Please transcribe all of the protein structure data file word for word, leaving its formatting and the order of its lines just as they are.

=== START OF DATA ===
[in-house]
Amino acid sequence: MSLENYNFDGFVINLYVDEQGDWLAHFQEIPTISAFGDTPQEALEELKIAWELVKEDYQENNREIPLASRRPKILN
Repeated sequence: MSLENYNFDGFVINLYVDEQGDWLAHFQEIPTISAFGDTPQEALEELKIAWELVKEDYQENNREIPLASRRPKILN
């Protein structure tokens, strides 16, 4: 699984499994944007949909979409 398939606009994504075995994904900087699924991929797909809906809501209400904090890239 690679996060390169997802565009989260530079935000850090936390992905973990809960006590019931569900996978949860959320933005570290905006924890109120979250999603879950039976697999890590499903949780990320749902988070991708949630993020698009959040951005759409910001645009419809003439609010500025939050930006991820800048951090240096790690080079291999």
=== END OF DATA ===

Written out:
[in-house]
Amino acid sequence: MSLENYNFDGFVINLYVDEQGDWLAHFQEIPTISAFGDTPQEALEELKIAWELVKEDYQENNREIPLASRRPKILN
Repeated sequence: MSLENYNFDGFVINLYVDEQGDWLAHFQEIPTISAFGDTPQEALEELKIAWELVKEDYQENNREIPLASRRPKILN
């Protein structure tokens, strides 16, 4: 699984499994944007949909979409 398939606009994504075995994904900087699924991929797909809906809501209400904090890239 690679996060390169997802565009989260530079935000850090936390992905973990809960006590019931569900996978949860959320933005570290905006924890109120979250999603879950039976697999890590499903949780990320749902988070991708949630993020698009959040951005759409910001645009419809003439609010500025939050930006991820800048951090240096790690080079291999």